The survey is provided in the Appendix A. For validity purposes, researchers performed a literature review, and the survey was designed to cover topics frequently mentioned in previous studies.9-12 Further, we modeled the questions after those used by Beach.12 Demographic data were collected. Patients also indicated whether or not their providers self-disclosed and, if so, the content of SD. Specifically, to indicate SD patients were asked “Did your doctor talk about herself/himself today?” The instrument used a Likert-type five-point scale to rate communication skills, rapport building, and satisfaction with communication (Table 1, Appendix A). The remaining questions asked patients whether or not they would like to have their ED or primary care provider (PCP) talk about her/his educational background, family, social life, medical ailments or injuries. Finally, patients were asked how likely they were to follow their providers’ medical recommendations. The survey was piloted to 20 patients to collect validity evidence (response process and internal consistency) and discussed with patients to ascertain points of confusion. Two questions were subsequently revised.
|Presence of SD||Unsure of SD||No SD noted|
|Provider communication skills||n = 82*||n = 43||n = 314*|
|Excellent||52 (63.4%)||27 (63.8%)||148 (47.1%)|
|Very good||27 (32.9%)||15 (34.9%)||129 (41.1%)|
|Adequate||0 (0.0%)||1 (2.3%)||32 (10.2%)|
|Poor||2 (2.4%)||0 (0.0%)||3 (1.0%)|
|Very poor||1 (1.2)||0 (0.0)||2 (0.6)|
|Provider rapport, No. (%)||n = 82*||n = 43||n = 309*|
|Excellent||44 (53.7%)||19 (44.2%)||115 (37.2%)|
|Very good||30 (36.6%)||22 (51.2%)||139 (45.0%)|
|Adequate||6 (7.3%)||2 (4.7%)||50 (16.2%)|
|Poor||1 (1.2%)||0 (0.0%)||3 (1.0%)|
|Very poor||1 (1.2%)||0 (0.0%)||2 (0.6%)|
|Importance of building good relationship with provider||n = 95||n = 57||n = 349|
|Very important||68 (71.6%)||36 (63.2%)||244 (69.9%)|
|Somewhat important||25 (26.3%)||19 (33.3%)||87 (24.9%)|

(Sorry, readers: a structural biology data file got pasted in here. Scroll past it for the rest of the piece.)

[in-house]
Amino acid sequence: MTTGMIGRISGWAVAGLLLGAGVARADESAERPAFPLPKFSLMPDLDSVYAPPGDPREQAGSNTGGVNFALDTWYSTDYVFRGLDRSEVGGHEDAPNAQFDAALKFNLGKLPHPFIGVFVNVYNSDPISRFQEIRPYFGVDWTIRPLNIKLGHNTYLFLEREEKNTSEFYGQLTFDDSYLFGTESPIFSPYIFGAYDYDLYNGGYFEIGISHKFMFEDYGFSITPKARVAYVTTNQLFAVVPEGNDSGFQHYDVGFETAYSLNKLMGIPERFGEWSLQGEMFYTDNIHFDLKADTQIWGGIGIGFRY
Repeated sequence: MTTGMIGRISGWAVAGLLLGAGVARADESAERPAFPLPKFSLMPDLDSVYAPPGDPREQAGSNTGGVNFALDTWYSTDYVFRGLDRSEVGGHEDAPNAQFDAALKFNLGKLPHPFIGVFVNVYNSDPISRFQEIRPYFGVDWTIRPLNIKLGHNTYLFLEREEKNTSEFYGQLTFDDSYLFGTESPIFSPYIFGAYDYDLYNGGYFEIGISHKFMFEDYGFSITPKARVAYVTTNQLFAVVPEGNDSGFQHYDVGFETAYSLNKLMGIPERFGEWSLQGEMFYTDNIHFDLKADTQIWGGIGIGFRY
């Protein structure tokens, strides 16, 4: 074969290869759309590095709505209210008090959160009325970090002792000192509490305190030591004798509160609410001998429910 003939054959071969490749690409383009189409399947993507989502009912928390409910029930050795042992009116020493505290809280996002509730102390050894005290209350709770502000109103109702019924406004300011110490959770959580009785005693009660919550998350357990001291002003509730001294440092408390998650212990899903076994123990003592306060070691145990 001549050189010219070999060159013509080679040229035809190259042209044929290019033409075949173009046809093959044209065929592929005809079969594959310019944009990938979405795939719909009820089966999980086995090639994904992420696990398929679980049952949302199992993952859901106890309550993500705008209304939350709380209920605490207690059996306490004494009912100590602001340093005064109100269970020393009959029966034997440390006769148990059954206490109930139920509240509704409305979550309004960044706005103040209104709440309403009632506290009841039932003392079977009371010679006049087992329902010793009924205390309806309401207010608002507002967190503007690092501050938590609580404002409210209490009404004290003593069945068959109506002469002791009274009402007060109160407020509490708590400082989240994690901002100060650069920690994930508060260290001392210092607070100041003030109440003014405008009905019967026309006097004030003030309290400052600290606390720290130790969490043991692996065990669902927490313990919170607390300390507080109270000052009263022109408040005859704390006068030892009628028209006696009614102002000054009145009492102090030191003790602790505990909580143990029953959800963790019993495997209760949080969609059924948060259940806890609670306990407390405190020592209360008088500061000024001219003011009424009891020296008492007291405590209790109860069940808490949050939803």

|Not at all important||2 (2.1%)||2 (3.5%)||18 (5.2%)|
|Satisfaction with provider communication skills||n = 91*||n = 54||n = 337*|
|Very satisfied||66 (72.5%)||39 (72.2%)||199 (59.1%)|
|Satisfied||21 (23.1%)||14 (25.9%)||108 (32.0%)|
|Neutral||0 (0.0%)||0 (0.0%)||25 (7.4%)|
|Dissatisfied||2 (2.2%)||0 (0.0%)||2 (0.6%)|
|Very dissatisfied||2 (2.2%)||1 (1.9%)||3 (0.9%)|
*p<0.05 comparing self-disclosure and no self-disclosure.
The outcomes were frequency of reported physician SD and patients’ ratings of provider communication, rapport, and satisfaction with communication skills. We compared patients’ ratings of these communication measurements between encounters where the provider self-disclosed and encounters where the provider did not.
We performed descriptive statistics. The Likert-type ordinal data were analyzed using nonparametric Kruskal-Wallis tests to investigate the relationship between the providers’ SD and patient ratings of provider communication, rapport, and satisfaction with communication (SPSS 19). We estimated a multinomial logistic regression with outcomes of below average to average (1–3), good (4), and very good (5) communications scores. Independent variables were provider role and whether the provider talked about her/himself (STATA 12). Answers to open-ended questions were coded for frequencies of response using qualitative analysis to develop categories.13 We used qualitative thematic analysis approach, in which a single author read iteratively through the comments. Codes were generated inductively according to a reading and rereading of the primary data. Once the primary codes were determined, all of the comments were coded accordingly.
During the study period, 520 patients completed the survey. The mean age was 44 years old; 55% were female, and 59% had an education level greater than a high school diploma/GED. Of the 520 patients surveyed, 18.9% indicated that their provider talked about her/himself during their ED visit, 69.8% said that there was not SD, and 11.3% were unsure whether or not their providers self-disclosed. When we examined SD of each provider, nearly half of 84 physicians (52.4%) self-disclosed information during at least one encounter. Further, patients felt it was important to build a good relationship with their ED care providers, with 96% responding “very important” or “somewhat important.” Table 1 shows patient ratings of provider communication skills, rapport, and satisfaction with communication, which are the outcome variables.
Encounters with SD were rated more highly than encounters where the provider did not self-disclose. Provider SD was associated with more positive patient ratings of provider communication skills (p<0.05), more positive ratings of provider rapport (p<0.05), and higher satisfaction with provider communication (p<0.05) (Table 1). Patients who noted provider SD scored their providers’ communication skills as excellent 63.4% of the time compared to patients without SD 47.1% of the time. Patients who noted provider SD were “very satisfied” with the providers’ communication skills 72.5% of the time, compared to 59.1% without SD. Both pain and reason for presenting to the ED (with a new versus recurrent problem) were not statistically significant variables in single variable regression analysis with any of our outcomes (rapport, communication score, or satisfaction with provider communication skills).